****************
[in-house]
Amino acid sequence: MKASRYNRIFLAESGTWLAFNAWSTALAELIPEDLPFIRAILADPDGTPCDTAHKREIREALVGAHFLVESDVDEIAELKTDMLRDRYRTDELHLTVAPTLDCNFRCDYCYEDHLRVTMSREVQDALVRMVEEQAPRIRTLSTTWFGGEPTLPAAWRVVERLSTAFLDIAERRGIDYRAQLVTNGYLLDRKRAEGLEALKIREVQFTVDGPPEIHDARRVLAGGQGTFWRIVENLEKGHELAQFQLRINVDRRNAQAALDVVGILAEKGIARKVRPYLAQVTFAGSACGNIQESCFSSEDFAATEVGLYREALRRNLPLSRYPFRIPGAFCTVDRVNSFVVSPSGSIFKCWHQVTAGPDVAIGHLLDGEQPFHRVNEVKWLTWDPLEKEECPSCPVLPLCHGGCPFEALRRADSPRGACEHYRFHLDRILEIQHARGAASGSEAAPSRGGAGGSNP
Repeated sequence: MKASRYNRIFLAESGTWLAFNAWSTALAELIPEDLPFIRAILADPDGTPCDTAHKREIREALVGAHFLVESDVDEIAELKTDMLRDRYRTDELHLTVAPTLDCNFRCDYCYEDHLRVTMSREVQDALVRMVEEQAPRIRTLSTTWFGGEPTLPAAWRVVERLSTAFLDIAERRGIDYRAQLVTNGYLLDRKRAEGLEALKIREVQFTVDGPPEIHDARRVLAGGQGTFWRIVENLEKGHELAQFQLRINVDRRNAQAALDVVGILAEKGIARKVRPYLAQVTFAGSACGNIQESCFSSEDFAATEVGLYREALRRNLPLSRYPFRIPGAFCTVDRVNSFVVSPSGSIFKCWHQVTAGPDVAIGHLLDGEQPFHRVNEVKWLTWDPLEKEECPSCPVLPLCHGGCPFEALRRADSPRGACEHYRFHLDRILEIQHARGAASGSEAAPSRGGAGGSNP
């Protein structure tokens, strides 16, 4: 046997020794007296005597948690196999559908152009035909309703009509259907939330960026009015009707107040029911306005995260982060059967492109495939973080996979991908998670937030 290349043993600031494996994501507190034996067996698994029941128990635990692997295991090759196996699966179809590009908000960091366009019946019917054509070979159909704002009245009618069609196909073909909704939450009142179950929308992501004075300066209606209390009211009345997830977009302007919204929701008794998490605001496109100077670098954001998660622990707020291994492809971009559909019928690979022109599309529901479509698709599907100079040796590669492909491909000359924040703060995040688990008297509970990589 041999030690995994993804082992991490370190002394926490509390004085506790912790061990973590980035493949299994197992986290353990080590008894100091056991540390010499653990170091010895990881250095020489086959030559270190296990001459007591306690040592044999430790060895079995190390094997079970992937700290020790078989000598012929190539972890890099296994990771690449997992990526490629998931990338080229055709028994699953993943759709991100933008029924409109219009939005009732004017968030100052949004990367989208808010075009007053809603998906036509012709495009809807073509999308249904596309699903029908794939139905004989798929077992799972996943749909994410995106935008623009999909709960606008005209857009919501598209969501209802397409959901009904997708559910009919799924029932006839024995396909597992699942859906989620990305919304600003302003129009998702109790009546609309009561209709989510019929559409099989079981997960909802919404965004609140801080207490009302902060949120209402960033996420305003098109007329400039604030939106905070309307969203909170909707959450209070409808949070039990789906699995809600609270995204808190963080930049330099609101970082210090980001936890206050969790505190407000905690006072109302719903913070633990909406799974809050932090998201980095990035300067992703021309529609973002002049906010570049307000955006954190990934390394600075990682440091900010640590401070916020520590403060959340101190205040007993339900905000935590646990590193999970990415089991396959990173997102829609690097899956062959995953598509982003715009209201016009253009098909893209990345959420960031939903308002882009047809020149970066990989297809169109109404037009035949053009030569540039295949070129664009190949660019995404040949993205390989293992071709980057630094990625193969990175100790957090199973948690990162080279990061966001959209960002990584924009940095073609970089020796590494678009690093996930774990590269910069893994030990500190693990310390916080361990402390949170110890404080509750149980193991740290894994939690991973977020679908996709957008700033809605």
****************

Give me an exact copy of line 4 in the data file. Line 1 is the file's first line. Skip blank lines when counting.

């Protein structure tokens, strides 16, 4: 046997020794007296005597948690196999559908152009035909309703009509259907939330960026009015009707107040029911306005995260982060059967492109495939973080996979991908998670937030 290349043993600031494996994501507190034996067996698994029941128990635990692997295991090759196996699966179809590009908000960091366009019946019917054509070979159909704002009245009618069609196909073909909704939450009142179950929308992501004075300066209606209390009211009345997830977009302007919204929701008794998490605001496109100077670098954001998660622990707020291994492809971009559909019928690979022109599309529901479509698709599907100079040796590669492909491909000359924040703060995040688990008297509970990589 041999030690995994993804082992991490370190002394926490509390004085506790912790061990973590980035493949299994197992986290353990080590008894100091056991540390010499653990170091010895990881250095020489086959030559270190296990001459007591306690040592044999430790060895079995190390094997079970992937700290020790078989000598012929190539972890890099296994990771690449997992990526490629998931990338080229055709028994699953993943759709991100933008029924409109219009939005009732004017968030100052949004990367989208808010075009007053809603998906036509012709495009809807073509999308249904596309699903029908794939139905004989798929077992799972996943749909994410995106935008623009999909709960606008005209857009919501598209969501209802397409959901009904997708559910009919799924029932006839024995396909597992699942859906989620990305919304600003302003129009998702109790009546609309009561209709989510019929559409099989079981997960909802919404965004609140801080207490009302902060949120209402960033996420305003098109007329400039604030939106905070309307969203909170909707959450209070409808949070039990789906699995809600609270995204808190963080930049330099609101970082210090980001936890206050969790505190407000905690006072109302719903913070633990909406799974809050932090998201980095990035300067992703021309529609973002002049906010570049307000955006954190990934390394600075990682440091900010640590401070916020520590403060959340101190205040007993339900905000935590646990590193999970990415089991396959990173997102829609690097899956062959995953598509982003715009209201016009253009098909893209990345959420960031939903308002882009047809020149970066990989297809169109109404037009035949053009030569540039295949070129664009190949660019995404040949993205390989293992071709980057630094990625193969990175100790957090199973948690990162080279990061966001959209960002990584924009940095073609970089020796590494678009690093996930774990590269910069893994030990500190693990310390916080361990402390949170110890404080509750149980193991740290894994939690991973977020679908996709957008700033809605």